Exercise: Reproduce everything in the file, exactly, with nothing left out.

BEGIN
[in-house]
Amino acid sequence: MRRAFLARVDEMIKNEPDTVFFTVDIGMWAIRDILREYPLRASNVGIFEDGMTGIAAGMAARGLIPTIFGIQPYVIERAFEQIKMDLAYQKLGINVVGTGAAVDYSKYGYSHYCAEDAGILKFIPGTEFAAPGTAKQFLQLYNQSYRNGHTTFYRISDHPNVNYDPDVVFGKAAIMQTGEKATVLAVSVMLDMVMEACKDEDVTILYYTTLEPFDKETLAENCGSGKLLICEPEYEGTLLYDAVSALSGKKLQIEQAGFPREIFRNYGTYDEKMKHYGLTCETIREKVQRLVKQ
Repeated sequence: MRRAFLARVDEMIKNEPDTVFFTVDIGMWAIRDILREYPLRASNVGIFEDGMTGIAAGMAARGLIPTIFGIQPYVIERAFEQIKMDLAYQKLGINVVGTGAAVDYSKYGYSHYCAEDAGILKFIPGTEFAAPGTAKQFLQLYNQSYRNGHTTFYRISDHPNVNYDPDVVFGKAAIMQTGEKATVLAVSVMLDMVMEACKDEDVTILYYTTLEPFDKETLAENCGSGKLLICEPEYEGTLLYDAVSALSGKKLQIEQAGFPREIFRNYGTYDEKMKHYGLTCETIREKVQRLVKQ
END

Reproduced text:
[in-house]
Amino acid sequence: MRRAFLARVDEMIKNEPDTVFFTVDIGMWAIRDILREYPLRASNVGIFEDGMTGIAAGMAARGLIPTIFGIQPYVIERAFEQIKMDLAYQKLGINVVGTGAAVDYSKYGYSHYCAEDAGILKFIPGTEFAAPGTAKQFLQLYNQSYRNGHTTFYRISDHPNVNYDPDVVFGKAAIMQTGEKATVLAVSVMLDMVMEACKDEDVTILYYTTLEPFDKETLAENCGSGKLLICEPEYEGTLLYDAVSALSGKKLQIEQAGFPREIFRNYGTYDEKMKHYGLTCETIREKVQRLVKQ
Repeated sequence: MRRAFLARVDEMIKNEPDTVFFTVDIGMWAIRDILREYPLRASNVGIFEDGMTGIAAGMAARGLIPTIFGIQPYVIERAFEQIKMDLAYQKLGINVVGTGAAVDYSKYGYSHYCAEDAGILKFIPGTEFAAPGTAKQFLQLYNQSYRNGHTTFYRISDHPNVNYDPDVVFGKAAIMQTGEKATVLAVSVMLDMVMEACKDEDVTILYYTTLEPFDKETLAENCGSGKLLICEPEYEGTLLYDAVSALSGKKLQIEQAGFPREIFRNYGTYDEKMKHYGLTCETIREKVQRLVKQ